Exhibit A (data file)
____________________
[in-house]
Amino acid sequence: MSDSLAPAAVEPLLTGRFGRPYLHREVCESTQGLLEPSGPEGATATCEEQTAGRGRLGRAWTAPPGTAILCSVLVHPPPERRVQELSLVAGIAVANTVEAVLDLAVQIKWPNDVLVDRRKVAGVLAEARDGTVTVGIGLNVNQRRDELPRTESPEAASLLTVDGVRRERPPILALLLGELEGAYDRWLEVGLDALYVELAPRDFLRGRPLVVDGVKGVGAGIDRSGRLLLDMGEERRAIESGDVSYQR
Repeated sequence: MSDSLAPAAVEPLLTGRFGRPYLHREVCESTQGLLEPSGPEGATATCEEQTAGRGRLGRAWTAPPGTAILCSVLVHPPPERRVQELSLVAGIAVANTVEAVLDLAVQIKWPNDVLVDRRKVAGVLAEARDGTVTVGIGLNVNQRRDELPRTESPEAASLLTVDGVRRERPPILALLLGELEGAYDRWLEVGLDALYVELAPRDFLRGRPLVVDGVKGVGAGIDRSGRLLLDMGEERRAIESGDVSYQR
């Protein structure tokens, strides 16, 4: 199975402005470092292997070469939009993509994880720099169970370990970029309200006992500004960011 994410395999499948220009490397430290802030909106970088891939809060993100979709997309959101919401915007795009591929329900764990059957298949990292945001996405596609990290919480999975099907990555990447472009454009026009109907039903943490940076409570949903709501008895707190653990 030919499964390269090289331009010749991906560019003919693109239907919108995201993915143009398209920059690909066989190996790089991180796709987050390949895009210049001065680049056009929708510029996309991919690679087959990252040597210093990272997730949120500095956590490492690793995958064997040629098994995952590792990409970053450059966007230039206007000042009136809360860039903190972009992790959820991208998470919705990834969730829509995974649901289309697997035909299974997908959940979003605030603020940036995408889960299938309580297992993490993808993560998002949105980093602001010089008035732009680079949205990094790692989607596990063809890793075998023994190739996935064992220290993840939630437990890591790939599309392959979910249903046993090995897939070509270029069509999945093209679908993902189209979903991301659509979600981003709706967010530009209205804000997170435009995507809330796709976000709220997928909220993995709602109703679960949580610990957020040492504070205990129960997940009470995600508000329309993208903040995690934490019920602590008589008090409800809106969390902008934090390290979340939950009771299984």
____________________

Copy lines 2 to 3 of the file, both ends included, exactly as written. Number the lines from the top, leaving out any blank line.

Amino acid sequence: MSDSLAPAAVEPLLTGRFGRPYLHREVCESTQGLLEPSGPEGATATCEEQTAGRGRLGRAWTAPPGTAILCSVLVHPPPERRVQELSLVAGIAVANTVEAVLDLAVQIKWPNDVLVDRRKVAGVLAEARDGTVTVGIGLNVNQRRDELPRTESPEAASLLTVDGVRRERPPILALLLGELEGAYDRWLEVGLDALYVELAPRDFLRGRPLVVDGVKGVGAGIDRSGRLLLDMGEERRAIESGDVSYQR
Repeated sequence: MSDSLAPAAVEPLLTGRFGRPYLHREVCESTQGLLEPSGPEGATATCEEQTAGRGRLGRAWTAPPGTAILCSVLVHPPPERRVQELSLVAGIAVANTVEAVLDLAVQIKWPNDVLVDRRKVAGVLAEARDGTVTVGIGLNVNQRRDELPRTESPEAASLLTVDGVRRERPPILALLLGELEGAYDRWLEVGLDALYVELAPRDFLRGRPLVVDGVKGVGAGIDRSGRLLLDMGEERRAIESGDVSYQR